Horsemanship is very important to this young woman, which is one reason she goes to the ranch clinics. Too often I feel like the horsemanship part gets left out in the pursuit of a title. Horsemanship and the best interest of the horse always needs to stay in the forefront, no matter what.

Trailer load demo at Circle C Cowboy Church colt starting competition and clinic 2011.

Trailer load demo at Circle C Cowboy Church colt starting competition and clinic 2011.

This young woman is passionate about barrel racing and she’s one of the hardest workers I know. She’s done the absolute best with what she has and it’s not been easy. Even through the disappointments and the hard times she’s managed to keep the fire lit under her dreams and keep moving in that direction. She’s always had a great attitude.

The last thing is that she dearly loves her horses and she realizes how blessed she is just to have a horse in the first place – any horse! Humility and thankfulness are two things that serve you well no matter where you go. They keep you grounded and they get you through the hard times.

On a side note, when it comes to humility and thankfulness, far too often I’ve seen a sense of entitlement develop with a little bit of ability or winning a title. Just because you have the horse and the ability to win doesn’t mean you’re automatically entitled. When you’re humble and you’re thankful, that sense of entitlement doesn’t rear it’s ugly head.

The sad thing is that every section of the horse industry sees someone like this young woman and thinks they’re a nobody. They’re not appreciated for the qualities that they have, and no one thinks they have anything to offer or learn from because they don’t have a title under their belt. As wise horsemen say, good or bad, every person and every horse has something to teach you. Of course, in order to learn you can’t dismiss them.

I have my judge’s card with the Open Horse Show Association.  I would love to get my judge’s cards in several other large associations like ARHA, AQHA, etc. One thing that has kept me from pursuing it quite frankly has been the financial costs but I love judging open shows. The main thing I absolutely love about judging open shows is seeing people who are starting out on their own without any help. Even though they’re a complete novice when it comes to showing horses, I’m always in awe of how they remind me every single time what it’s all about. That keeps my own passion for showing and competing alive. It is also a part of what prompted me to start this site.

Judging at the Reinbow Riders open show at Tri-State arena in Cleveland, Tennessee. Photo courtesy of Christina Simmerman.

Judging at the Reinbow Riders open show at Tri-State arena in Cleveland, Tennessee. Photo courtesy of Christina Simmerman.

Have you ever had an experience where someone has dismissed you as a competitor? How did that make you feel? How did you get past it?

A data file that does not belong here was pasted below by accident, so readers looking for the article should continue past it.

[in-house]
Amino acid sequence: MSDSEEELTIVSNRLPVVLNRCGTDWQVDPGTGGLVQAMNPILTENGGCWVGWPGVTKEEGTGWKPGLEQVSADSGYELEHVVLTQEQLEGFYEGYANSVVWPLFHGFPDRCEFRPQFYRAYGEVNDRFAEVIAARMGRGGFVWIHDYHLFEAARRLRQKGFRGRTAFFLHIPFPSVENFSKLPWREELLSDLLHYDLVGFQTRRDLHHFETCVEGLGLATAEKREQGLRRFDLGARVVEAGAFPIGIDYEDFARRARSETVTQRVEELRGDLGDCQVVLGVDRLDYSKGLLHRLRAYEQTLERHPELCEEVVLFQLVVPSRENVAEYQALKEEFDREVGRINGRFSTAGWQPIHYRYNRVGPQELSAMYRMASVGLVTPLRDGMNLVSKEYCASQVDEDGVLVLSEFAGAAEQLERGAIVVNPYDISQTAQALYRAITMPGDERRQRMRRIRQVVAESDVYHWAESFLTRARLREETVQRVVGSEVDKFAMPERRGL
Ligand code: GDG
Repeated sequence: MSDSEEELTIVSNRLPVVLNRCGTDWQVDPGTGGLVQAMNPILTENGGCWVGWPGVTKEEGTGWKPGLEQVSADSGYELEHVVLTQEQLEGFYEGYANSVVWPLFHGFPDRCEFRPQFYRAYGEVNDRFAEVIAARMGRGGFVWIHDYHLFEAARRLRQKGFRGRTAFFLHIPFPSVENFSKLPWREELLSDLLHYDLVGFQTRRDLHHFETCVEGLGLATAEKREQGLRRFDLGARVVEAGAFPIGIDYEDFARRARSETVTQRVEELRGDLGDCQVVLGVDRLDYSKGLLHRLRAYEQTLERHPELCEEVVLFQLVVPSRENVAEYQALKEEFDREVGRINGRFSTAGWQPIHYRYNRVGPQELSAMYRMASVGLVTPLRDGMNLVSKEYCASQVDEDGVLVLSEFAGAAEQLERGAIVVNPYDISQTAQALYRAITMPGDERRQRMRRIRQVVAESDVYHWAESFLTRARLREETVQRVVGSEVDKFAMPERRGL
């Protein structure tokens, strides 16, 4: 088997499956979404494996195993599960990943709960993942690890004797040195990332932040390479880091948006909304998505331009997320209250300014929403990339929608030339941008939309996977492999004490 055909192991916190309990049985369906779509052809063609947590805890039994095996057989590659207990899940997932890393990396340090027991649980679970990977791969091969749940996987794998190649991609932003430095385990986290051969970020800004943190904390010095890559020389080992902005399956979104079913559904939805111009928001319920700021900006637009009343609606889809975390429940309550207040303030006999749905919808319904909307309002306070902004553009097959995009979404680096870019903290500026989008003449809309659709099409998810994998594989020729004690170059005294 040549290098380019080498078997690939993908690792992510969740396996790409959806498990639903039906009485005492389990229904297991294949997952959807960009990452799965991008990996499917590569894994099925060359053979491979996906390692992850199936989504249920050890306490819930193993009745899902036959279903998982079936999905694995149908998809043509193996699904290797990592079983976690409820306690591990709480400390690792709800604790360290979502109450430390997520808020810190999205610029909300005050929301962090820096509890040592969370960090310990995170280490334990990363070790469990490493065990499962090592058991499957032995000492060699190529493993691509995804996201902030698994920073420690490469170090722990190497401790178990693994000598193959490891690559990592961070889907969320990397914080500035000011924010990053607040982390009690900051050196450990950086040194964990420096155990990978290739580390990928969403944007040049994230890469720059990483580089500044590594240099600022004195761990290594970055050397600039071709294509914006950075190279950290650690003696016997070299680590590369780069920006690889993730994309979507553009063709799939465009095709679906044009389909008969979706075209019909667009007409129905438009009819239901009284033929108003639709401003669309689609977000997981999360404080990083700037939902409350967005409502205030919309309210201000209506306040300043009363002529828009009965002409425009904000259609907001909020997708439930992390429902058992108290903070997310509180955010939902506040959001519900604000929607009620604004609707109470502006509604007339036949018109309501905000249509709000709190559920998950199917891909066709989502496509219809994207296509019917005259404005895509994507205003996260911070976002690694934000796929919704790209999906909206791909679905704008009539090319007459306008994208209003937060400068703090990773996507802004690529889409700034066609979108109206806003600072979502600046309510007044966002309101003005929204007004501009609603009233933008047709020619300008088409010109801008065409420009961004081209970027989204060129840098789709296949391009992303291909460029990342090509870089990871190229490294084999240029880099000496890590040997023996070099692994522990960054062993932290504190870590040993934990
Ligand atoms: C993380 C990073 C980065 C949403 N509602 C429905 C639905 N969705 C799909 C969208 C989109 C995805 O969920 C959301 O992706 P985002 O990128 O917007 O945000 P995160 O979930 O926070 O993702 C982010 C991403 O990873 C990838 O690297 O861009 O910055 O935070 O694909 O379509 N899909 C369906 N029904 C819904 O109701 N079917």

What Makes You Confident?

First of all, I want to say “Thank You” to everyone that helped spread the word about Cowgirls With Curves! The response since launching has been overwhelming, which confirmed what I already knew first hand! Let me just say, it’s fulfilling to talk to other women with the same issues and feel like you’re making a difference. So, I can’t say THANK YOU enough!

One of the hot topics among us real size cowgirls is confidence – How do we get it? That’s something we struggle with in and out of the saddle.

I’ll confess, I’m probably more confident in the saddle than I am out of it, mainly just because I like working horses so much! That doesn’t mean however, that I’ve not had times that I’ve had to work for it, and I still do when it comes to barrel racing especially. The one thing that has always made a difference in my riding confidence has been working out and getting strong – notice I didn’t say losing weight. It’s strength that makes the difference.

I’ve always said there’s nothing like having a colt to break, or a young horse to start back in the spring to make a person get strong. Ride a few fresh young horses and you’ll see what I mean!

Where that came from, for me, was that each winter I took a break from everything. No riding, no working out. Then when spring rolled around, I’d get back to riding.

Each year, as I’ve gotten older, I’ve noticed it’s taken me longer to get back to feeling normal and in sync with my horse. With each passing year I’ve had to work harder at it – and if I’ve had a young horse I’ve had to put even more effort.

Most of the time, I’ve done the usual core work like planks and crunches to get my balance back. While that helped tremendously, I’ve found something that works even better!

This year instead of taking the whole winter off, I started working out in early November doing Kettlebell exercises. The difference that it has made in my riding has been amazing, especially considering I was only doing three exercises at 20 reps each. In fact, it made such a difference I made the fastest run I’ve made so far on my horse, and I felt good about it and in control the whole entire time. I’ve been trying to make that silly run for three years!

I took pretty much the whole month of December off, and then didn’t throw a leg over one until the end of January. Even having that much time off and my horse absolutely full of it, I felt like I hadn’t taken any time off at all. To me, that said a lot about the exercises that I’d been doing.

Kettlebellsworkouts.com and PositiveHealthWellness are the websites that I used to find Kettlebell exercises. Kettlebellsworkouts has a list of 52 exercises with videos and they periodically will do a Kettlebell Challenge to keep you motivated.